In our study 16/23 (69.6%) of SK showed a patchy moderate to strong p16 expression, and 7/23 (30.4%) of SK were negative for p16 in IHC. These findings are consistent with previous observations reporting 65% of SK with a patchy p16 expression profile and 35% of SK to be negative for p16 (Harvey et al., 2013). In another study 75% of benign keratotic lesions (including 11 SK and 5 verruca vulgaris) showed p16 staining including two SK lesions with intense p16 staining profile (Genders et al., 2017). Since the discovery of p16 in 1993 (Serrano et al., 1993), there has been an ongoing, controversial discussion concerning the meaning of increased p16 expression, which acts as a cyclin dependent kinase (CDK) inhibitor and specifically blocks CDK4 and CDK6. This blockade leads to decreased phosphorylation of Rb protein with subsequent arrest in the G1 phase of the cell cycle (Sharpless and DePinho, 1999). In general three major interpretational lines are followed in case of increased p16 expression in human epithelial cells: (i) p16 and its role as tumor progression marker (Nilsson et al., 2004; Conscience et al., 2006; Bagazgoitia et al., 2010; Harvey et al., 2013), (ii) p16 expression as virus surrogate marker in HPV associated lesions (Klaes et al., 2002; Nilsson et al., 2004; Horn et al., 2008; Schache et al., 2011), and (iii) p16 as a marker for cell senescence (Pavey et al., 1999, 2001; Nakamura and Nishioka, 2003; Vun et al., 2006; Liu et al., 2009; Donati et al., 2013; Shelton et al., 2017). In SK enhanced p16 expression has been mainly attributed to cell senescence and UV-exposure related photo-aging (Pavey et al., 1999, 2001; Nakamura and Nishioka, 2003; Liu et al., 2009; Donati et al., 2013). In the background of cutaneous lesions increased p16 expression has also been associated with malignant progression in actinic keratosis and Bowen's disease (Hodges and Smoller, 2002; Nilsson et al., 2004; Conscience et al., 2006; Bagazgoitia et al., 2010; Harvey et al., 2013). However, this interpretational approach seems not to account for increased p16 expression in SK, in which malignant transformation remains an extremely rare event (Vun et al., 2006; Rajabi et al., 2012; Conic et al., 2017). In the background of virus infection p16 IHC is a well-established surrogate marker for the diagnosis of HPV associated squamous cell neoplasms of the female genital tract and the oropharynx and the nasopharynx (Klaes et al., 2002; Horn et al., 2008; Schache et al., 2011; Vent et al., 2013). In line with this we hypothesized that the increased p16 in SK is possibly associated with a MCPyV infection in SK. However, in this study p16 expression did not correlate with presence of MCPyV.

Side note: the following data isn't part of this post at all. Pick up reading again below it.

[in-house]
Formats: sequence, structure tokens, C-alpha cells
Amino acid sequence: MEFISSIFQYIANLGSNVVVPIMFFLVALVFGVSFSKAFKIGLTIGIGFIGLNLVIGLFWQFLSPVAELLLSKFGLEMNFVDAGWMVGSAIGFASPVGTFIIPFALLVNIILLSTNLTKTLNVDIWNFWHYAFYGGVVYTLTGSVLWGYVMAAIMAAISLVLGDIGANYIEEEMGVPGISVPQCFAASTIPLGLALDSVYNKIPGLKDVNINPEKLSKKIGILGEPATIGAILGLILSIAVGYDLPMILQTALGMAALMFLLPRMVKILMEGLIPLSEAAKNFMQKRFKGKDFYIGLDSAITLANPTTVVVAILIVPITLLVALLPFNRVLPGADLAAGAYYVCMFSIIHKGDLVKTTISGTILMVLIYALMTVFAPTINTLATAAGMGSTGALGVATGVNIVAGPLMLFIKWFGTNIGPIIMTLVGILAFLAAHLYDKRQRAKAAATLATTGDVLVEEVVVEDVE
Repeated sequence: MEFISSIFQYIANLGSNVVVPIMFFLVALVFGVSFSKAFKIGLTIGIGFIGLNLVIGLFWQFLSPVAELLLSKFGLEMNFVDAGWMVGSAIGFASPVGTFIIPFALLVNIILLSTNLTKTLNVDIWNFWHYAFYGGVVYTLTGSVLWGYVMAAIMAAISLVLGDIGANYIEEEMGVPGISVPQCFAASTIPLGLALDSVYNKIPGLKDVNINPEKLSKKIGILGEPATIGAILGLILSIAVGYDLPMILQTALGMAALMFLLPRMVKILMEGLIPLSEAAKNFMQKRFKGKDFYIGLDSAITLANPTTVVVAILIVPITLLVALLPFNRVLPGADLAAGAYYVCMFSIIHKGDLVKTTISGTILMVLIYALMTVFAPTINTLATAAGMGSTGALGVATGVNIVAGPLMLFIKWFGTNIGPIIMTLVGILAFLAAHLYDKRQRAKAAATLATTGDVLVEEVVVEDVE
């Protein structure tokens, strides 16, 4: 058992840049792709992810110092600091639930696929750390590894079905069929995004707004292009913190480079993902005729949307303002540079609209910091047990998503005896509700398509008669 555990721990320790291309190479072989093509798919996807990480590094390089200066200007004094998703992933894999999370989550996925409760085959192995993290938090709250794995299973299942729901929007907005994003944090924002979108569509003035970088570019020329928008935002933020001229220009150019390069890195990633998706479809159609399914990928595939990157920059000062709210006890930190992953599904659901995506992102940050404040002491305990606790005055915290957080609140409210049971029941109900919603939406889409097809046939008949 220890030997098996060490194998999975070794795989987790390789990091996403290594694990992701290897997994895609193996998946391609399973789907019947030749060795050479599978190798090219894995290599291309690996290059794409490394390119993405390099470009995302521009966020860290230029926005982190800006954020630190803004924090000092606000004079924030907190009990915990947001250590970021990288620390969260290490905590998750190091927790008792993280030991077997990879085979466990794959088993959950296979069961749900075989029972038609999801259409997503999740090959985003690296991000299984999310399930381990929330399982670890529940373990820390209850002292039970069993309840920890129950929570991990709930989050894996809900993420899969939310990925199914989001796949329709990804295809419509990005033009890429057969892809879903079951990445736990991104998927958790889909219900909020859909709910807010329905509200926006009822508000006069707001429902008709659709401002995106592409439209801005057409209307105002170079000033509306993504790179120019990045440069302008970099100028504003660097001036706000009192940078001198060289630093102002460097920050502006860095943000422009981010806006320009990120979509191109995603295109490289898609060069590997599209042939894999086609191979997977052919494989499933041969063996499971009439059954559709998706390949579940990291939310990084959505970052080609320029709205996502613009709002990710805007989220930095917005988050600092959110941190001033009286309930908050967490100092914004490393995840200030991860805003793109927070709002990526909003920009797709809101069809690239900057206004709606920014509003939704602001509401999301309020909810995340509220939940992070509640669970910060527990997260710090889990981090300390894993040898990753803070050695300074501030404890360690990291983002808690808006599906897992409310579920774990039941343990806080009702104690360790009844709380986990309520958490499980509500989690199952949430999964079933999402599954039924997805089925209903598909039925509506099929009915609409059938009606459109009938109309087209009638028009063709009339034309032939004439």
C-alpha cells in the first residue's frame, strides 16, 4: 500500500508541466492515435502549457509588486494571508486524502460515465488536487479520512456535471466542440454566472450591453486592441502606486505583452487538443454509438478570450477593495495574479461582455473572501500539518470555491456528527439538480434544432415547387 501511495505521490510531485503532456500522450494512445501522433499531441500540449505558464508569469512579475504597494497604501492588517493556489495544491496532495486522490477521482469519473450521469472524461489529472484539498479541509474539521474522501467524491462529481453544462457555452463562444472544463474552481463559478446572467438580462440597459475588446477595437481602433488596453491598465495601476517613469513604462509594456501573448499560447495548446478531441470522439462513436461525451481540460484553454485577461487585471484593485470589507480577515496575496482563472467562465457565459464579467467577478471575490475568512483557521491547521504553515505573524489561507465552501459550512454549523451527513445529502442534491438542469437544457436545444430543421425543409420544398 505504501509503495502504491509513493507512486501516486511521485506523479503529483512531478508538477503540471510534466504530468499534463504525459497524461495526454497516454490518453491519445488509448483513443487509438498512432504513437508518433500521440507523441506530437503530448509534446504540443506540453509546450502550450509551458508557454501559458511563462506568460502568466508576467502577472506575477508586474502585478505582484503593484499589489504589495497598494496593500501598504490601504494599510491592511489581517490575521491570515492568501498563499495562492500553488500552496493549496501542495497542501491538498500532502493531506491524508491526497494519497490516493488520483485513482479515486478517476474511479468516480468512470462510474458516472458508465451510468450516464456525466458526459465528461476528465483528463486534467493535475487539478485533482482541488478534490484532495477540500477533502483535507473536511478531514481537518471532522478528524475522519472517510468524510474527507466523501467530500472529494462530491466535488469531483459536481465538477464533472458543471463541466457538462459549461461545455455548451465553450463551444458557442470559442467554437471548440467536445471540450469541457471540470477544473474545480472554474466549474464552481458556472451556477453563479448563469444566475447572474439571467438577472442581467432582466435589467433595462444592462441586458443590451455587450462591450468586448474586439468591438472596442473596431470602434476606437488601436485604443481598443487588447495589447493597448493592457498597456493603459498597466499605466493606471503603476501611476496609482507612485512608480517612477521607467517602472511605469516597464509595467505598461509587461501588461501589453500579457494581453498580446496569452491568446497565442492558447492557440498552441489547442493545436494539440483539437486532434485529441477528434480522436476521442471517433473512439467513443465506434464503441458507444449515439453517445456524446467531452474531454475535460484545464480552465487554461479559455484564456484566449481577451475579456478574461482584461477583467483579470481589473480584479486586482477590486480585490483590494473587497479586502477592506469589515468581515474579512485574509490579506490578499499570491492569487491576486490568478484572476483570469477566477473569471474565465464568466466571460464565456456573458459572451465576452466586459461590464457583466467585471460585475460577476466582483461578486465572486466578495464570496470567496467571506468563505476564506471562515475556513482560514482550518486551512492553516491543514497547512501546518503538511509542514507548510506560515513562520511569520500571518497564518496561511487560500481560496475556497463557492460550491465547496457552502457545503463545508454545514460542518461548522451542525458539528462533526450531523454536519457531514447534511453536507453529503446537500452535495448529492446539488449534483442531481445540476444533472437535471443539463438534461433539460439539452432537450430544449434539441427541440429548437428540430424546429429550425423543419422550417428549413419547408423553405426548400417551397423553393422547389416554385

To date there are only few data available on the prevalence of MCPyV in SK. Sample sizes of SK in other studies included at maximum 12 patients (Andres et al., 2010). Although the present study contains the largest sample number of SK (n = 23) and normal skin (n = 16) testing for the presence of MCPyV, the study number remains small and might represent a limitation. Designing this study, we aimed for a sample size of n = 20 for both groups. This number is statistically sufficient to screen if there is increased presence of MCPyV in relation to normal skin and if this correlates with p16 expression. A positive correlation was not identified such that the sample size has not been enlarged. Since normal skin by definition does not constitute an indication for a diagnostic procedure the number n = 20 could unfortunately not be sustained completely (n = 16).